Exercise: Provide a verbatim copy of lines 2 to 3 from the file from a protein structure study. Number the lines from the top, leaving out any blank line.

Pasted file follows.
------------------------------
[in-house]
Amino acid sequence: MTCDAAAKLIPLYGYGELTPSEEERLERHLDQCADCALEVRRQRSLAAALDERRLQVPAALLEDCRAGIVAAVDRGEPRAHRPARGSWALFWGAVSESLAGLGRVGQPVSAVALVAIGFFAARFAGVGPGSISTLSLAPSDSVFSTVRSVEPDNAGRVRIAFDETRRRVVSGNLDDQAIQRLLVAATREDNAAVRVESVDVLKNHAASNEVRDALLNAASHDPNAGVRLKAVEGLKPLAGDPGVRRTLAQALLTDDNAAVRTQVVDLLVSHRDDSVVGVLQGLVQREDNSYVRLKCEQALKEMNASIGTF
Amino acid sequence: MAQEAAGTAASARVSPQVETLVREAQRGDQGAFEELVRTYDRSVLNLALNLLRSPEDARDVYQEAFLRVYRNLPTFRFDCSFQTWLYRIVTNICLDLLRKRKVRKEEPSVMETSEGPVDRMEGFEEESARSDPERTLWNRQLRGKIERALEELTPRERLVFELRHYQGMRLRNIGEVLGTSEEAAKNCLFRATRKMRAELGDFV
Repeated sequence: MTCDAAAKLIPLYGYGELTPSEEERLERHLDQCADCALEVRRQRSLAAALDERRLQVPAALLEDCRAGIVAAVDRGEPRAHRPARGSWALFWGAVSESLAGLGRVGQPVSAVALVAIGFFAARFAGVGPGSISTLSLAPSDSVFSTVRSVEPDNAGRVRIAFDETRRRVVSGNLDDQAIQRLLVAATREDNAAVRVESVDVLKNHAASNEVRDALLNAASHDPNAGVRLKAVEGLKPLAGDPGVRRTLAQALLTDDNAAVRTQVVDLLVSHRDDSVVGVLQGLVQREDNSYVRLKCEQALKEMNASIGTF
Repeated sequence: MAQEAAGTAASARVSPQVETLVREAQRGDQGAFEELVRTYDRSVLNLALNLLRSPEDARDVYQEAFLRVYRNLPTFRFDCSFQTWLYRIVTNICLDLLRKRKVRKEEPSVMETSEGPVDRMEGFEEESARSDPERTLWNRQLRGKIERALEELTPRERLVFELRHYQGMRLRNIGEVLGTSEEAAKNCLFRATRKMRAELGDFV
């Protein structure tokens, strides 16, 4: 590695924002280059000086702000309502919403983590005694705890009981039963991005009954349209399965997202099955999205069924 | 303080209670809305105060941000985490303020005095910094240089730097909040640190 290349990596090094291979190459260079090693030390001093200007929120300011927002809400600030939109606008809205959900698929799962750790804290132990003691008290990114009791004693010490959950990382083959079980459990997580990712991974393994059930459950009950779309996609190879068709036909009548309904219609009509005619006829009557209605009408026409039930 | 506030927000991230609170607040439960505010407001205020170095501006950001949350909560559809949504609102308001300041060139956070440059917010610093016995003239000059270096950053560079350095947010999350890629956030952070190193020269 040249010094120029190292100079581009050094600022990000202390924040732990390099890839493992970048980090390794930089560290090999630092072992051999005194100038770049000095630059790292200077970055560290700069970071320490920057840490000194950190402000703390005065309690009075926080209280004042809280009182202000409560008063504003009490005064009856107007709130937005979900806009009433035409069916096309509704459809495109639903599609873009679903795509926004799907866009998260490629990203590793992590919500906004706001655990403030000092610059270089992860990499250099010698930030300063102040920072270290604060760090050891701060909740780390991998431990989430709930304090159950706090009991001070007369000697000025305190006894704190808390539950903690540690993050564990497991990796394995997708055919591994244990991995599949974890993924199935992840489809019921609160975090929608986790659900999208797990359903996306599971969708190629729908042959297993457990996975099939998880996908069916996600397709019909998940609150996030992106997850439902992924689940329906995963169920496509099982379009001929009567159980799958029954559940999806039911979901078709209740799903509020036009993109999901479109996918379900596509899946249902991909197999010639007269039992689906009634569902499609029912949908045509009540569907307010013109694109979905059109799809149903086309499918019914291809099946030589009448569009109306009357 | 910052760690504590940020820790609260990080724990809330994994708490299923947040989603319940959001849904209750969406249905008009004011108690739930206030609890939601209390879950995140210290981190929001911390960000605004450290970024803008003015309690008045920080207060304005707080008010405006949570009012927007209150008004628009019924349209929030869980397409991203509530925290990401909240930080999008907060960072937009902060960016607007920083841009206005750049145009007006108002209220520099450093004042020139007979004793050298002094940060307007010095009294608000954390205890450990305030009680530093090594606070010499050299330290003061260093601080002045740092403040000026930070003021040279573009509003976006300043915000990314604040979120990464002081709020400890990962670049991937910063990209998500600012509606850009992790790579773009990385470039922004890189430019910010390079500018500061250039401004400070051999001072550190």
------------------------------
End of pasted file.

Amino acid sequence: MTCDAAAKLIPLYGYGELTPSEEERLERHLDQCADCALEVRRQRSLAAALDERRLQVPAALLEDCRAGIVAAVDRGEPRAHRPARGSWALFWGAVSESLAGLGRVGQPVSAVALVAIGFFAARFAGVGPGSISTLSLAPSDSVFSTVRSVEPDNAGRVRIAFDETRRRVVSGNLDDQAIQRLLVAATREDNAAVRVESVDVLKNHAASNEVRDALLNAASHDPNAGVRLKAVEGLKPLAGDPGVRRTLAQALLTDDNAAVRTQVVDLLVSHRDDSVVGVLQGLVQREDNSYVRLKCEQALKEMNASIGTF
Amino acid sequence: MAQEAAGTAASARVSPQVETLVREAQRGDQGAFEELVRTYDRSVLNLALNLLRSPEDARDVYQEAFLRVYRNLPTFRFDCSFQTWLYRIVTNICLDLLRKRKVRKEEPSVMETSEGPVDRMEGFEEESARSDPERTLWNRQLRGKIERALEELTPRERLVFELRHYQGMRLRNIGEVLGTSEEAAKNCLFRATRKMRAELGDFV